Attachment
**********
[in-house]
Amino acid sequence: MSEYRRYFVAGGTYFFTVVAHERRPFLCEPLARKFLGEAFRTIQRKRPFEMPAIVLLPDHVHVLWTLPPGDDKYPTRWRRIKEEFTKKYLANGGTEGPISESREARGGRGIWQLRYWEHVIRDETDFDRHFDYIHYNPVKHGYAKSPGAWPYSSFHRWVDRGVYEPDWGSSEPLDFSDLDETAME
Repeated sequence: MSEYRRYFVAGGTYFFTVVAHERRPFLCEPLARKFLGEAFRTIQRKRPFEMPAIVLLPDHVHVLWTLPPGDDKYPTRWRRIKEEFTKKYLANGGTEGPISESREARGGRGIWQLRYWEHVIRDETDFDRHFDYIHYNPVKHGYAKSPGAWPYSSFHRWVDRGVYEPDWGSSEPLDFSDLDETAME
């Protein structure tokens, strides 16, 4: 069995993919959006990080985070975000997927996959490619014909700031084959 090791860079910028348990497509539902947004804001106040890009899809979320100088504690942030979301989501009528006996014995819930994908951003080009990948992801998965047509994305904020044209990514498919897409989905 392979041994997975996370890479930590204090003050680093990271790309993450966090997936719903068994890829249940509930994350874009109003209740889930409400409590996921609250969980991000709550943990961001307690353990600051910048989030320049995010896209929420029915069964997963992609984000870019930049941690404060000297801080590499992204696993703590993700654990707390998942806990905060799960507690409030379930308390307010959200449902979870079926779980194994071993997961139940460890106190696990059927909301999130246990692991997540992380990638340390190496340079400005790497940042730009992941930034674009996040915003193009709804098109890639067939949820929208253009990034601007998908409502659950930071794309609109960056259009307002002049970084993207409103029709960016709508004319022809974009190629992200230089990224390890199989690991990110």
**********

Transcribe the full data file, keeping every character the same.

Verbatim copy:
[in-house]
Amino acid sequence: MSEYRRYFVAGGTYFFTVVAHERRPFLCEPLARKFLGEAFRTIQRKRPFEMPAIVLLPDHVHVLWTLPPGDDKYPTRWRRIKEEFTKKYLANGGTEGPISESREARGGRGIWQLRYWEHVIRDETDFDRHFDYIHYNPVKHGYAKSPGAWPYSSFHRWVDRGVYEPDWGSSEPLDFSDLDETAME
Repeated sequence: MSEYRRYFVAGGTYFFTVVAHERRPFLCEPLARKFLGEAFRTIQRKRPFEMPAIVLLPDHVHVLWTLPPGDDKYPTRWRRIKEEFTKKYLANGGTEGPISESREARGGRGIWQLRYWEHVIRDETDFDRHFDYIHYNPVKHGYAKSPGAWPYSSFHRWVDRGVYEPDWGSSEPLDFSDLDETAME
């Protein structure tokens, strides 16, 4: 069995993919959006990080985070975000997927996959490619014909700031084959 090791860079910028348990497509539902947004804001106040890009899809979320100088504690942030979301989501009528006996014995819930994908951003080009990948992801998965047509994305904020044209990514498919897409989905 392979041994997975996370890479930590204090003050680093990271790309993450966090997936719903068994890829249940509930994350874009109003209740889930409400409590996921609250969980991000709550943990961001307690353990600051910048989030320049995010896209929420029915069964997963992609984000870019930049941690404060000297801080590499992204696993703590993700654990707390998942806990905060799960507690409030379930308390307010959200449902979870079926779980194994071993997961139940460890106190696990059927909301999130246990692991997540992380990638340390190496340079400005790497940042730009992941930034674009996040915003193009709804098109890639067939949820929208253009990034601007998908409502659950930071794309609109960056259009307002002049970084993207409103029709960016709508004319022809974009190629992200230089990224390890199989690991990110």